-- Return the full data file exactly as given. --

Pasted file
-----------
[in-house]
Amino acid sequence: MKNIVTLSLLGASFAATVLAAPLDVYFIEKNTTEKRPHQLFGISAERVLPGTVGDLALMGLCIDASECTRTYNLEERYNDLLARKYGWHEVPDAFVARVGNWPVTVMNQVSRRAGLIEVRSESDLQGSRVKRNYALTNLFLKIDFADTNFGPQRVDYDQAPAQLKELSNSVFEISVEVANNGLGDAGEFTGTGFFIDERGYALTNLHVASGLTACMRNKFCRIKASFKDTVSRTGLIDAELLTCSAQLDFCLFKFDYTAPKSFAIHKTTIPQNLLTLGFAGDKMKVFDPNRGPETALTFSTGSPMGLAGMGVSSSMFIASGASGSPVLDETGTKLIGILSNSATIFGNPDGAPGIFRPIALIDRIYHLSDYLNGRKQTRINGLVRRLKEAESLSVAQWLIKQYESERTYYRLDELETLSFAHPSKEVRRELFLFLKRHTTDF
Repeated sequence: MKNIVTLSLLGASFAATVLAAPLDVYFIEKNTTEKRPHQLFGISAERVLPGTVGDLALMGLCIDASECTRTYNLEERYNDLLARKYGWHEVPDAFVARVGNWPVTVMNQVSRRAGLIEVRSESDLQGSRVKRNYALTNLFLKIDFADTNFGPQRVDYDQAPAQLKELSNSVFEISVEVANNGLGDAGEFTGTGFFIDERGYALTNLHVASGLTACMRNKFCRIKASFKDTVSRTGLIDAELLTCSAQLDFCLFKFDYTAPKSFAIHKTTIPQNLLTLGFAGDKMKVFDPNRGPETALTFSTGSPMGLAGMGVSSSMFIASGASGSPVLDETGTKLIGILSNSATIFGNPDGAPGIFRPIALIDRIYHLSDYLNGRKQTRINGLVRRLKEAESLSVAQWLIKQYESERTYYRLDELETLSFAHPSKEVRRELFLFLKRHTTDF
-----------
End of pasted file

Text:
[in-house]
Amino acid sequence: MKNIVTLSLLGASFAATVLAAPLDVYFIEKNTTEKRPHQLFGISAERVLPGTVGDLALMGLCIDASECTRTYNLEERYNDLLARKYGWHEVPDAFVARVGNWPVTVMNQVSRRAGLIEVRSESDLQGSRVKRNYALTNLFLKIDFADTNFGPQRVDYDQAPAQLKELSNSVFEISVEVANNGLGDAGEFTGTGFFIDERGYALTNLHVASGLTACMRNKFCRIKASFKDTVSRTGLIDAELLTCSAQLDFCLFKFDYTAPKSFAIHKTTIPQNLLTLGFAGDKMKVFDPNRGPETALTFSTGSPMGLAGMGVSSSMFIASGASGSPVLDETGTKLIGILSNSATIFGNPDGAPGIFRPIALIDRIYHLSDYLNGRKQTRINGLVRRLKEAESLSVAQWLIKQYESERTYYRLDELETLSFAHPSKEVRRELFLFLKRHTTDF
Repeated sequence: MKNIVTLSLLGASFAATVLAAPLDVYFIEKNTTEKRPHQLFGISAERVLPGTVGDLALMGLCIDASECTRTYNLEERYNDLLARKYGWHEVPDAFVARVGNWPVTVMNQVSRRAGLIEVRSESDLQGSRVKRNYALTNLFLKIDFADTNFGPQRVDYDQAPAQLKELSNSVFEISVEVANNGLGDAGEFTGTGFFIDERGYALTNLHVASGLTACMRNKFCRIKASFKDTVSRTGLIDAELLTCSAQLDFCLFKFDYTAPKSFAIHKTTIPQNLLTLGFAGDKMKVFDPNRGPETALTFSTGSPMGLAGMGVSSSMFIASGASGSPVLDETGTKLIGILSNSATIFGNPDGAPGIFRPIALIDRIYHLSDYLNGRKQTRINGLVRRLKEAESLSVAQWLIKQYESERTYYRLDELETLSFAHPSKEVRRELFLFLKRHTTDF